- Page 1Chillblast Fusion Panzer – Gaming PC
- Page 2 Interior, Acoustics & Components
- Page 3 Gaming Performance, Value & Verdict
- Page 4 PCMark Vantage: Full Results
- Review Price: £984.65
When it comes to technology, smaller is better – or at least usually more desirable. Unfortunately powerful gaming PCs tend to be big, hulking brutes, like the DinoPC 6th Sense. This is why the Award-winning Cryo Nano came as such a pleasant surprise: it was a system that didn’t compromise on power to achieve its relatively small size.
Now we’re looking at the Chillblast Fusion Panzer, a machine that straddles the line between ‘compact enough to carry around’ and ‘big enough to allow for full-sized motherboards’. Interestingly, it not only offers very similar specifications to the Nano – including an overclocked Core i5 750 processor and Radeon 5850 video card – but demands a very similar price of £985. Though the Chillblast doesn’t offer water-cooling, you do get a larger hard drive and more significantly, its motherboard offers support for USB 3.0 and SATA 6Gb/s – a significant advantage in terms of future-proofing.
Chillblast’s smallest gaming machine achieves its relatively diminutive dimensions by using NZXT’s Panzerbox case. With dimensions of 24.5 x 45.5 x 45.5cm, this mostly aluminium mini tower is around 10cm shorter and shallower than your average full-tower PC case yet is about the same width. The effect is a case that looks considerably smaller than it actually is (it is in fact about the same height and depth as most mid-tower cases but 10cm wider). The top and most of the case’s front are mesh, separated from the matt metal side panels by subtle plastic rails. It feels very solid yet still remains the lightest gaming PC we’ve reviewed after the CyberPower Infinity i5 Hercules SE.
Despite its overall impression being positive, the outside of the case does have its bad points too. General build quality is excellent, but the tiny power and reset buttons (which ideally shouldn’t be the same shape and size) are alarmingly wobbly. They don’t actually feel like they’re going to fall off and they have a nice strong springiness to their action but the overall impression isn’t good.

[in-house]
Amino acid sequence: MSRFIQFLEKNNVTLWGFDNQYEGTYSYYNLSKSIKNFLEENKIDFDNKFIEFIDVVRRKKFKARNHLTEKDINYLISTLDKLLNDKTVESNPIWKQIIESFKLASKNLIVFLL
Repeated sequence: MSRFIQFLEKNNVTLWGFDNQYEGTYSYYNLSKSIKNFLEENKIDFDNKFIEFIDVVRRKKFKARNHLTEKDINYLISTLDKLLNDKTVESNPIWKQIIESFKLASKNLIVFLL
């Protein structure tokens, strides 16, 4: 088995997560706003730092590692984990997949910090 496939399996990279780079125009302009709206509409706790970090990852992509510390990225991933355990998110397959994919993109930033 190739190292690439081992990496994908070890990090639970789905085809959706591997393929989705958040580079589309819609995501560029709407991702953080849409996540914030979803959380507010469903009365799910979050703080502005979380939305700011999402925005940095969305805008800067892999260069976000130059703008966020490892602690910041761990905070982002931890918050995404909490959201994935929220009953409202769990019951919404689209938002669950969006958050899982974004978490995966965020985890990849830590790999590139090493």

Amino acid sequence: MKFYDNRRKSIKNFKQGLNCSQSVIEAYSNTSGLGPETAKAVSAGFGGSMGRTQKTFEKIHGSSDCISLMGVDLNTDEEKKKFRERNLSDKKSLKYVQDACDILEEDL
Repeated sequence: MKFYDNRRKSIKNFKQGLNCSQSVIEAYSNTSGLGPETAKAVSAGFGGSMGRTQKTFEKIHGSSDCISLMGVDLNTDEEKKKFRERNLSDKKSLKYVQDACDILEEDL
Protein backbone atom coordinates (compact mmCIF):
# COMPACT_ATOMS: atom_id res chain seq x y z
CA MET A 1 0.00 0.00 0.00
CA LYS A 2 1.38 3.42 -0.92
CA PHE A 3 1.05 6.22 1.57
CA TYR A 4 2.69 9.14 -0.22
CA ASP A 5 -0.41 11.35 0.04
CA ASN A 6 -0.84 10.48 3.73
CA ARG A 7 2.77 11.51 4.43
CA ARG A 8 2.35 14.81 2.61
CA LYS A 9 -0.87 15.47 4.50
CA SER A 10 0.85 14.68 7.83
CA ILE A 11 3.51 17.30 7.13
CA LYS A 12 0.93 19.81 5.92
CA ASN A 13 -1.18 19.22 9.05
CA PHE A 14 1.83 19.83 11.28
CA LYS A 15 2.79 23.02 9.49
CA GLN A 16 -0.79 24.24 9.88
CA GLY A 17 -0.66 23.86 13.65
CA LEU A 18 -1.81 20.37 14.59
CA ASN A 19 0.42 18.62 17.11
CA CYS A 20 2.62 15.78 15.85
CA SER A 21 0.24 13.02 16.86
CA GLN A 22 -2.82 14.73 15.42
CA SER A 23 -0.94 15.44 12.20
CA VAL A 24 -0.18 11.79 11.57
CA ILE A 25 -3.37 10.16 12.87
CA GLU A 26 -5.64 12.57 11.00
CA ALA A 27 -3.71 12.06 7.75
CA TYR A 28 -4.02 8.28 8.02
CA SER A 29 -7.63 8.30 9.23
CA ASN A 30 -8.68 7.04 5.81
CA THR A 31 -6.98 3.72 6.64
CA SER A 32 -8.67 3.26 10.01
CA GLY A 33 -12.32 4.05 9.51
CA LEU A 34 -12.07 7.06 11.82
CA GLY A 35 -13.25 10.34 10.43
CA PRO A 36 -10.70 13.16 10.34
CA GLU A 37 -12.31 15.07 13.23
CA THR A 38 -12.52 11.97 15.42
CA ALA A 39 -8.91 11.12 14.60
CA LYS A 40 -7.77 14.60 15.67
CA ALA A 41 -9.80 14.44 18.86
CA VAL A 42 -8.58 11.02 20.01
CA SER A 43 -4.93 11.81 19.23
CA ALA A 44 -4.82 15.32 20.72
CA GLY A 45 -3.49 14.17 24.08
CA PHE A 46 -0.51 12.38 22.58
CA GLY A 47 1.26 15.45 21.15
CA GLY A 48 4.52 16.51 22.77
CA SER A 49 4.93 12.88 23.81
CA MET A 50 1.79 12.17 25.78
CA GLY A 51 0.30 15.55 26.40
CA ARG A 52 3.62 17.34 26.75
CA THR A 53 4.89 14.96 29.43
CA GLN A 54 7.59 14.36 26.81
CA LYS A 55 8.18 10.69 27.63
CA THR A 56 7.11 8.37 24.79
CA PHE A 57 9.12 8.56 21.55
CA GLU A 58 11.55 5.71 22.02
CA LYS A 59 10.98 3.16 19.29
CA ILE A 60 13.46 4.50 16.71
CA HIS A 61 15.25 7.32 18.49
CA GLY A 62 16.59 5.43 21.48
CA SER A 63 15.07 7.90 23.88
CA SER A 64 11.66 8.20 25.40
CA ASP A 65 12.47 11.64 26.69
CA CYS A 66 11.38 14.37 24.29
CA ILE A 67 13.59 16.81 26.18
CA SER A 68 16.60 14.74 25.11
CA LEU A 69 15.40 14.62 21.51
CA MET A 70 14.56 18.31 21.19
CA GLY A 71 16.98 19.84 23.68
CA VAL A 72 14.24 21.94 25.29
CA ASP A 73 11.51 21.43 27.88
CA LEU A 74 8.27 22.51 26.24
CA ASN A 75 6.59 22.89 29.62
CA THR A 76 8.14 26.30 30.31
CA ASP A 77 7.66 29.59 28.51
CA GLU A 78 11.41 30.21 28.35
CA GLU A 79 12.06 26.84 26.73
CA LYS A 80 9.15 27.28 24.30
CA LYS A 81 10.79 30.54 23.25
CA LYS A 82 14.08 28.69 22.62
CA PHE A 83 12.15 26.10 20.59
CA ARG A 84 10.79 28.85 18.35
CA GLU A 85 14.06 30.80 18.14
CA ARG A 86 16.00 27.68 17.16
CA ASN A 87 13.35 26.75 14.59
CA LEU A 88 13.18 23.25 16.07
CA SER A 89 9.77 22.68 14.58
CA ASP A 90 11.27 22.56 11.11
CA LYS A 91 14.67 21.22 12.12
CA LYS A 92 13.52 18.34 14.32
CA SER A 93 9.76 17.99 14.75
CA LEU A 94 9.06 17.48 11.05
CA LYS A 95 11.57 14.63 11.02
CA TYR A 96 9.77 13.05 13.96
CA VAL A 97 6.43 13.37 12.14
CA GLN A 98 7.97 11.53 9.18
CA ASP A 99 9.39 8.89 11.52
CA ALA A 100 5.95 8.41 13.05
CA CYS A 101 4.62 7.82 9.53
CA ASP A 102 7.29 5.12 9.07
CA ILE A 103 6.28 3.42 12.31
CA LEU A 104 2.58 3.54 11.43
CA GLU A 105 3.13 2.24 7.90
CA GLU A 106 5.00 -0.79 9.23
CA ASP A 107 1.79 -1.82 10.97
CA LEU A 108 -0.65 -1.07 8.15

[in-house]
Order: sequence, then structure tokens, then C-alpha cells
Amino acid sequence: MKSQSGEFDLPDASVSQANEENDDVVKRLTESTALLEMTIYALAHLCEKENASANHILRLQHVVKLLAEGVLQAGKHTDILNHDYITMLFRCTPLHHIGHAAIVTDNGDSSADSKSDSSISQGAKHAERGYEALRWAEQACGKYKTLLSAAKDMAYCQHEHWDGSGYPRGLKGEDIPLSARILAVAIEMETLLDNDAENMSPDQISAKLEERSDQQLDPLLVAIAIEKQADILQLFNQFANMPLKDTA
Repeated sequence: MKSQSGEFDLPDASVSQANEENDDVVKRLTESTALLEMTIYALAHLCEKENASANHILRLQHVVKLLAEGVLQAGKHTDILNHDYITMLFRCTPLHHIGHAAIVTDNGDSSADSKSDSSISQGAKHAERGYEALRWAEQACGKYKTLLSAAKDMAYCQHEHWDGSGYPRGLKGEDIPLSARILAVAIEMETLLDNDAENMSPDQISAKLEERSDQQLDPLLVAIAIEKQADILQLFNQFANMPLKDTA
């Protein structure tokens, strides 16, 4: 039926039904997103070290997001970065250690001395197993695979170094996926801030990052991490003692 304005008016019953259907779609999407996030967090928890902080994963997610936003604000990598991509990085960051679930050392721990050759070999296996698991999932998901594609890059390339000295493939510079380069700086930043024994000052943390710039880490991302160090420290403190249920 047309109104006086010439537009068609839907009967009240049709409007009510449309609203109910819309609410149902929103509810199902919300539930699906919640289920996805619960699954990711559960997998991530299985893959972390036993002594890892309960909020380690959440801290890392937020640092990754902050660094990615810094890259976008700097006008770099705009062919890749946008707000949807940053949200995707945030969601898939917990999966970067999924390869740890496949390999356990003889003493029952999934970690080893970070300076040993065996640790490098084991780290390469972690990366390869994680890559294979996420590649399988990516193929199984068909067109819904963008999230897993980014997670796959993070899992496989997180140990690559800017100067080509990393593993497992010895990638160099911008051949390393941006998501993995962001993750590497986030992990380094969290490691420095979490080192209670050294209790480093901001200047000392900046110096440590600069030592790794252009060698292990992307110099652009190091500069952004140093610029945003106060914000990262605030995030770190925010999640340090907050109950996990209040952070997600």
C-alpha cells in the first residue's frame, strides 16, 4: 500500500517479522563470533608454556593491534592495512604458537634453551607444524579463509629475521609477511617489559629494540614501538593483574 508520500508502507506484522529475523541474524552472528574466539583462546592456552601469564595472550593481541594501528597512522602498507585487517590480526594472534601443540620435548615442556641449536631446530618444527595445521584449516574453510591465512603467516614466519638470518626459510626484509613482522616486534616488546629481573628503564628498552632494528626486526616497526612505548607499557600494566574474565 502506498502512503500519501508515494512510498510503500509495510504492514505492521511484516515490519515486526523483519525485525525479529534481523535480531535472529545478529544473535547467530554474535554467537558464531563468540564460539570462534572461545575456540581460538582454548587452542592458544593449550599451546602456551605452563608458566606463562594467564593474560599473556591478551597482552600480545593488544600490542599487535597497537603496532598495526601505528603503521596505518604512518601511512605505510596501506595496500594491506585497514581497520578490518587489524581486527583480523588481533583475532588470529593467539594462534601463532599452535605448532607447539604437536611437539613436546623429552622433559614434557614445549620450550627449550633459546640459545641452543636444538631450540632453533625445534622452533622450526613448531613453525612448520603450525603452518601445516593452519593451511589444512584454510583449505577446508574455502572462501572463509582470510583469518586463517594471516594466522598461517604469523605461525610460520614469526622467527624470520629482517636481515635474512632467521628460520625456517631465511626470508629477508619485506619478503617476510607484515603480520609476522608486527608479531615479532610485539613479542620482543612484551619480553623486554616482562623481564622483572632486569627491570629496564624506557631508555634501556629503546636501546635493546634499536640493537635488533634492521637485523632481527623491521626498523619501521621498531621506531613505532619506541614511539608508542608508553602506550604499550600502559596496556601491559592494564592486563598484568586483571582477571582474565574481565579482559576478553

Likewise the removable panels are held in place by regular screws rather than thumbscrews. It’s a long time since we’ve come across an enthusiast case that didn’t offer tool-free panels, and thus it’s annoying to have to get out a screw-driver just to open it up. Worst of all, this is actually Chillblast’s fault, as the NZXT Panzerbox originally comes with thumb-screws, making the entire case tool-free. Note to PC assemblers: don’t make cases more difficult to work with than they were originally!
NZXT’s Panzerbox offers three 5.25in front bays, one of which Chillblast has filled with a DVD Rewriter. Thanks to the case’s good selection of top panel connectors and the motherboard used, connectivity of the Fusion Panzer is actually the best of any sub-£1,000 PC we’ve come across. On the sloped section at its top, the case offers two USB ports (unfortunately too close together), silver microphone and headphone jacks, and an eSATA port.
At the back the Asus P7P55D-E LX USB 3.0 motherboard provides two PS2 ports, six USB 2.0 and two USB 3.0 connections, another eSATA port, a Gigabit Ethernet socket and digital optical plus 3.5mm analogue audio outputs. Twin DVI, HDMI and DisplayPort video outputs come courtesy of the Radeon 5850.